Tag Archives: making a terrain board

0.09 Modular Terrain Boards-Part 2

The next step on the path to modular terrain board domination is to give the board form and texture. Most old country roads in Normandy (or Arkansas, for that matter) are somewhat sunken, as they’ve been worn down or graded thousands of times over the past. I thought 4-6 feet, at scale would be a good depth to give to the road. It’s an arbitrary decision, but I wield supreme executive power over my terrain boards, thank you very much.

After carefully marking centerline, widths, and depths, I began to excavate through the foam insulation (easy, if tedious) and the 1×2 boards (difficult, and tedious). I made the mistake of trying to cut into the foam, which just made an uneven mess, as the material is almost uncontrollable for this application. It does respond to sanding very well, and my other board went smoothly (har har har) once I switched techniques.

A note about carving through the 1x2s: I marked the depth and width I wanted to achieve directly onto the 1×2. Then I took my coping saw (and it works well for this) and semi-carefully cut to those marks in multiple places. Now, there’s no way to complete the cut, if you’re not going to completely sever your 1×2 (and I’d suggest that you don’t, as you’ll completely lose any structural benefit, which is 70% of the reason for putting them on there in the first place). After making the multiple coping saw cuts, I took a 1/2″ chisel and went to work. The earlier cuts by the coping saw make the chiseling controllable. I also used the chisel to rough in a 45 degree bevel at the edges of the cut, in order to simulate a bank. Yes, a picture would have saved us all a thousand befuddled words.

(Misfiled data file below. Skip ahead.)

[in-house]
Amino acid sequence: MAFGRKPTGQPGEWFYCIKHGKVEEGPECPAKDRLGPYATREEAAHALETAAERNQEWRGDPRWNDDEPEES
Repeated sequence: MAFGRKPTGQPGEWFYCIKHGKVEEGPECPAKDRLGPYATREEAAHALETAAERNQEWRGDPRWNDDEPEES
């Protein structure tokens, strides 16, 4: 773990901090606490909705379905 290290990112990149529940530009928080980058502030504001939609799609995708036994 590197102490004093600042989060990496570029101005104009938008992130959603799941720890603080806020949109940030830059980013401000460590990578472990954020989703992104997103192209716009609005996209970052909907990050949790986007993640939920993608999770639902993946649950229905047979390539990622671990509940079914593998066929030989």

I’d highly recommend sanding everything and getting it somewhat smooth, otherwise you’re going to end up with unwanted textures on your board. Afterwards, a damp cloth is a good way to clean up.

I primed this board with some grey Kilz primer, but I don’t think that step is necessary, at least when using my procedure. I forgot (this illustrates something about the brain power of the writer) to prime one of my three boards, and there’s no discernible difference in the final finishes.

Cut, sanded, and primed.

I’ve used brown ACRYLIC caulking to do my roadbed. That acrylic part is very important, as silicon caulking cannot be painted. Caulking is excellent for simulating a rutted dirt/mud road. I picked up the tip from the always entertaining Lloydian Aspects. I used a cheap plastic sculpting tool to push the stuff around, but an old credit card and a toothpick or piece of sprue would get the job done. Give the caulk at least 24 hours to dry, or you’ll have a sticky mess. Add your roadway texturing sand/gravel into the caulk itself, before it sets up.